ISLAMABAD: Pakistan found itself in the crosshairs of Middle Eastern politics on Tuesday as Saudi Arabia named it as part of its newly formed 34-nation military alliance of Muslim countries meant to combat terrorism, without first getting its consent.
Talking to journalists, Foreign Secretary Aizaz Chaudhry said he was surprised to read the news that Saudi Arabia had named Pakistan as part of the alliance.
He said he had asked the country’s ambassador in Riyadh to get a clarification from Saudi Arabia on the matter.
Another senior official also confirmed that Pakistan was not consulted before inclusion in the alliance.
In a statement on Tuesday, the Saudi government surprised many countries by announcing that it had forged a coalition for coordinating and supporting military operations against terrorism in Iraq, Syria, Libya, Egypt and Afghanistan. The headquarters of the new Saudi-led coalition would be based in Riyadh.
This is not the first time that Saudi Arabia has named Pakistan as part of its military alliances without Islamabad’s knowledge and consent. The Saudis earlier named Pakistan as part of the coalition that carried out operations in Yemen and a Pakistani flag was displayed at the alliance’s media centre.
Pakistan later declined to join the Yemen war.
It is Pakistani government’s policy that it will not deploy its troops outside the country’s borders except for UN peacekeeping missions.
In the past Pakistan has twice rejected US calls for joining alliances against the militant Islamic State (IS) group on the same pretext.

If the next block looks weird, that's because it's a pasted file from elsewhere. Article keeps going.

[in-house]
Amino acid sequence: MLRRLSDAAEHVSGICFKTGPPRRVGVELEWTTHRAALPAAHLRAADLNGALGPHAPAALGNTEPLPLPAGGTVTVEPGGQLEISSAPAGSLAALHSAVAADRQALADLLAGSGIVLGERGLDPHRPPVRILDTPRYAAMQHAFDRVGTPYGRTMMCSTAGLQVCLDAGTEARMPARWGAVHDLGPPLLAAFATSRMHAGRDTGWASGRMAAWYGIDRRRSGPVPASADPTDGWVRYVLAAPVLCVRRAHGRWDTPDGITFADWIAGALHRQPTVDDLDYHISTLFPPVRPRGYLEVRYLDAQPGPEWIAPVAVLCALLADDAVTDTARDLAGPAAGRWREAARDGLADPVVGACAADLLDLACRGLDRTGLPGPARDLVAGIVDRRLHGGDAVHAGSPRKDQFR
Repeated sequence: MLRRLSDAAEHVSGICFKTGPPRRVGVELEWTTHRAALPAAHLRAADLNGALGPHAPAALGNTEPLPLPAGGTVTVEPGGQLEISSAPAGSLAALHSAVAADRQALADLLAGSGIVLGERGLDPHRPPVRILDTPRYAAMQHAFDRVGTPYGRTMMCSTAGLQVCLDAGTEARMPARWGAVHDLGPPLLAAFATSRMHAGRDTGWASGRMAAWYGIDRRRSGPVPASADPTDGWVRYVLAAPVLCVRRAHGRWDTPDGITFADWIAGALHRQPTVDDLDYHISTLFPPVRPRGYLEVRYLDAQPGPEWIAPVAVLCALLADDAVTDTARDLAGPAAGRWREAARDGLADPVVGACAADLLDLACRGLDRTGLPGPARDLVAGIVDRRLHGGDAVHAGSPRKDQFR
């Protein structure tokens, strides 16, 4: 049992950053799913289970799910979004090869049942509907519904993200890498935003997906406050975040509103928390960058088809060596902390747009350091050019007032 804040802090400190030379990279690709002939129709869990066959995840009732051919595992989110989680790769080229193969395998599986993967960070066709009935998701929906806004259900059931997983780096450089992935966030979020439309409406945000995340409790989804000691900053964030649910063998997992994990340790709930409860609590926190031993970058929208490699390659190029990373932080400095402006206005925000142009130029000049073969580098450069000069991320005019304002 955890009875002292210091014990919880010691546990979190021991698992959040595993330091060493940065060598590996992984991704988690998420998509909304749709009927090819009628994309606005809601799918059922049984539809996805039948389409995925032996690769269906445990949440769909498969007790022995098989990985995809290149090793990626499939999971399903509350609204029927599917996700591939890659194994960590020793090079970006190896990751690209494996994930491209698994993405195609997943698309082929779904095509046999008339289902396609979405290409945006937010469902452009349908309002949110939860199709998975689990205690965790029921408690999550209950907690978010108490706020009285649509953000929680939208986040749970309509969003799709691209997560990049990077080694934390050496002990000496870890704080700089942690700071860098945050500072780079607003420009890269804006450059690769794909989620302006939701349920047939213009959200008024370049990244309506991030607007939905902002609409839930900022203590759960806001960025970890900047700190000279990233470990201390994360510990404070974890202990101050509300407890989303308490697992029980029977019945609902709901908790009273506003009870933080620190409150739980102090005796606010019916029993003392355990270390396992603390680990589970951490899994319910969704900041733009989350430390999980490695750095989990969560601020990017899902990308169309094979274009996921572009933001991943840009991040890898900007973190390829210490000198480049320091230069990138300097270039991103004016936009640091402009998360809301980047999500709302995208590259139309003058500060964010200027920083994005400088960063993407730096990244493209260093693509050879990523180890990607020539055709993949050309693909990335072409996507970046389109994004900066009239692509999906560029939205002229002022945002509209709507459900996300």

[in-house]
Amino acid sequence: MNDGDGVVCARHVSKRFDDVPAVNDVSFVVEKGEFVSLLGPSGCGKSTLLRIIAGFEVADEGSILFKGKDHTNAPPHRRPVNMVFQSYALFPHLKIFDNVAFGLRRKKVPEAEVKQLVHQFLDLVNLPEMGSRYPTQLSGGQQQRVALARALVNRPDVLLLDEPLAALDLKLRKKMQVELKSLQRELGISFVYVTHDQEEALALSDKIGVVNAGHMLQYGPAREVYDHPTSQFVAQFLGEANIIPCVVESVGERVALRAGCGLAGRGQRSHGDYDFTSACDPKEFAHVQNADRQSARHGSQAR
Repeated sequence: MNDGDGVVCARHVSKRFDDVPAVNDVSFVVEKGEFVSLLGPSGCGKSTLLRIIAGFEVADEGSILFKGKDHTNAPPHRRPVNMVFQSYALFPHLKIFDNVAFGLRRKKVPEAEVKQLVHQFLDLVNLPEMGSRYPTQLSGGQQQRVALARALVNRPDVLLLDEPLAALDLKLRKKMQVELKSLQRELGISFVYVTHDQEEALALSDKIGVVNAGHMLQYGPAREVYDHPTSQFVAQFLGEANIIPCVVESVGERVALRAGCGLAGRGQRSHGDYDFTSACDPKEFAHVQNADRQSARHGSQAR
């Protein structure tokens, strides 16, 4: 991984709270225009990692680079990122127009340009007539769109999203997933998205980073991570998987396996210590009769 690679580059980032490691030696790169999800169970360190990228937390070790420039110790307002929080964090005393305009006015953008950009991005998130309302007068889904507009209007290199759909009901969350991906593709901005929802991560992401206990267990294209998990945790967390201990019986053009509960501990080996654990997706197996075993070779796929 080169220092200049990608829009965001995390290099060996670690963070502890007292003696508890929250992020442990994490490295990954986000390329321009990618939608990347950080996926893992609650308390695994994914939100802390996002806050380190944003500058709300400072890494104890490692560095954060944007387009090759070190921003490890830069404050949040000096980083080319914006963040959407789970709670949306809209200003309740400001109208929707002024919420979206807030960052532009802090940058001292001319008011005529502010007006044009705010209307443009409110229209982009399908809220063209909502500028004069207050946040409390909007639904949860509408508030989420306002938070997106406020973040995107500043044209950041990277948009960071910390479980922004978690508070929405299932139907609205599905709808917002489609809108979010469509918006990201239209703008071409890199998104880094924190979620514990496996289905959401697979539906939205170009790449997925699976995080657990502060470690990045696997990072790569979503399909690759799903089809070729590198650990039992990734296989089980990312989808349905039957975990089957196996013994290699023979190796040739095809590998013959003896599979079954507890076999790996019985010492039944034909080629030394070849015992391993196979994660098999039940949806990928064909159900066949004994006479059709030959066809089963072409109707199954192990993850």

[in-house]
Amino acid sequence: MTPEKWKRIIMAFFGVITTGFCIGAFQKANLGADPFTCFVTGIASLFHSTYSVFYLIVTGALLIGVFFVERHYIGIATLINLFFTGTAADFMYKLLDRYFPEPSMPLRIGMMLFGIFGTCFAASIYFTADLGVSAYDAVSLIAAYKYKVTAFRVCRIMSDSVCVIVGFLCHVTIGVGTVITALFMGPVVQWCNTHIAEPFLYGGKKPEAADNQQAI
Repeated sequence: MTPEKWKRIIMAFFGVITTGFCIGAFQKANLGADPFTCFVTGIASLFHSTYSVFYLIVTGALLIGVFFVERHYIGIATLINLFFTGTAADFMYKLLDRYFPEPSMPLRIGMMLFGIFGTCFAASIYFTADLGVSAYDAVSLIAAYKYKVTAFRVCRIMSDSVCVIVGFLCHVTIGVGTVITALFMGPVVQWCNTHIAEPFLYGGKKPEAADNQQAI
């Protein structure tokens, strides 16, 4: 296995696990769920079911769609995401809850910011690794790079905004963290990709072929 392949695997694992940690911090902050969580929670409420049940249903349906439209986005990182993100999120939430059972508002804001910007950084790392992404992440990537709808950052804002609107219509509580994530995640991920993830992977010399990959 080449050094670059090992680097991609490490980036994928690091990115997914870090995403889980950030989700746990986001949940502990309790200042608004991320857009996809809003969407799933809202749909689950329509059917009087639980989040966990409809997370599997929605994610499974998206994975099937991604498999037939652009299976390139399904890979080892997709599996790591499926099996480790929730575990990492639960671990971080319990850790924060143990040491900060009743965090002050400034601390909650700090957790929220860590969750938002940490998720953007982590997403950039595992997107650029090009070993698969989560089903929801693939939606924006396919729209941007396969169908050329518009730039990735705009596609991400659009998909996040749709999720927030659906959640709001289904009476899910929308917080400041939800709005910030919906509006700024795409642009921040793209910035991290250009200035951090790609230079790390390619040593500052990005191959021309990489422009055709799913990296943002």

“We are not looking for any involvement outside our region,” army spokesman Lt Gen Asim Bajwa had said last month while replying to a question about the possibility of Pakistan becoming part of a US-led coalition against IS.
It is unclear how Riyadh went ahead with announcing Pakistan’s participation in the new alliance. It is also difficult to speculate if Islamabad will change its policy because of its close ties with the kingdom.
Pakistan, however, has counter-terrorism cooperation with Saudi Arabia.
The IS operations and activities across the Middle East have led to military responses executed by alliances that most of the time rival each other. Syria has been battling IS and other militants with the help of Iran and Russia.
The US, which is supporting groups trying to topple Syrian President Bashar al-Assad, is meanwhile leading another alliance against IS.
Iran has led military efforts along with the Iraqi army and volunteers in the fight against IS in Iraq. The US-led alliance has been supporting the ground operations against IS with their air strikes.